If you want a human powered experience, contact Carrizo Bikes on Palm Canyon Drive for mountain bike rentals, ride suggestions or guided bike tours. They even have tandem mountain bikes available. Their rentals begin at $7 for the first hour then drop to $5 for each additional hour. Call them for a 24 hour rate or for availability and reservations. Carrizo Bikes, (760) 767-3872.
For something Out of the Ordinary, say a Llama trek, a hot air balloon ride or stargazing in a desert arroyo complete with telescopes and a noted astronomer, contact Carrie Ellwood at Out of the Ordinary Group Adventures to arrange your next adventure. (619) 487-3418 or email@example.com.
Starting in February, you can watch pilots practicing their aerobatics skills every weekend at the Borrego Valley Airport. The California State Champion practices here. Grab a drink and a bite to eat on the rooftop deck of the Cross Winds Restaurant and watch pilots maneuver in the 3,000 sq. ft. aerobatics box just North of the airport. On the third weekend in April, Borrego Airport hosts a mini Akrofest for the basic, sportsman, and intermediate classes of aerobatics pilots and, on the first weekend of October, the 23rd annual Akrofest will include competition through the advanced and unlimited classes. The Annual Peg Leg Smith Liars Contest is held on the first Saturday in April. Reported to be a gold miner who rushed into town to tell everyone of his big strike and then realized he had better make up a convincing lie about its location in a hurry, Peg Leg is remembered during this annual event when the locals gather at Christmas Tree Circle to let ‘em fly. The only rule for this event is that your lie can’t be longer than 15 minutes. According to our friend, Borrego Paul, since this is an amateur event, all lawyers and tour guides are disqualified!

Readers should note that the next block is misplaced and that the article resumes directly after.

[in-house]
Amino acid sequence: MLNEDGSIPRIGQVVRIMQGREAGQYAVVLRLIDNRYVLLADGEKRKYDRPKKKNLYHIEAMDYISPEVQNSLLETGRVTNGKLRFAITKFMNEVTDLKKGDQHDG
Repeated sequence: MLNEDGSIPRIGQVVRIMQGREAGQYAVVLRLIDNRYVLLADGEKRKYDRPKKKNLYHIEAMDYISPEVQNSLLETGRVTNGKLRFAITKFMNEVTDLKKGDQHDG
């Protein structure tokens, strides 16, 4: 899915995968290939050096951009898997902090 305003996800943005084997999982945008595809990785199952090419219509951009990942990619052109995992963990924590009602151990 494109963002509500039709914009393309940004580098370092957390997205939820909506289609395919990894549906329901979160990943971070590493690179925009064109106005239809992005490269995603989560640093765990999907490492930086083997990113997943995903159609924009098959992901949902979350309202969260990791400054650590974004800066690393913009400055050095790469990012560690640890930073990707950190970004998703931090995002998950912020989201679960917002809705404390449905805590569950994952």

For more information about area events, write to the Borrego Springs California Chamber of Commerce at 622 Palm Canyon Drive, P.O. Box 420, Borrego Springs, CA 92004 or call (800) 559-5524 or email them firstname.lastname@example.org. They also have a very good web site at www.borregospringschamber.com.
Where to Stay
No matter what your budget or trip agenda, Borrego Springs has something to offer that will fit your needs. For such a small community, there are an amazing variety of accommodations offered. There are exclusive, gated spas that only admit pre-registered guests and offer programs designed to pamper and relax the most stressed out artist, actor, or executive. There are championship golf resorts with beautiful courses and elegant restaurants. A variety of family oriented resorts offer tennis, guided tours, bike rentals, and units with kitchenettes.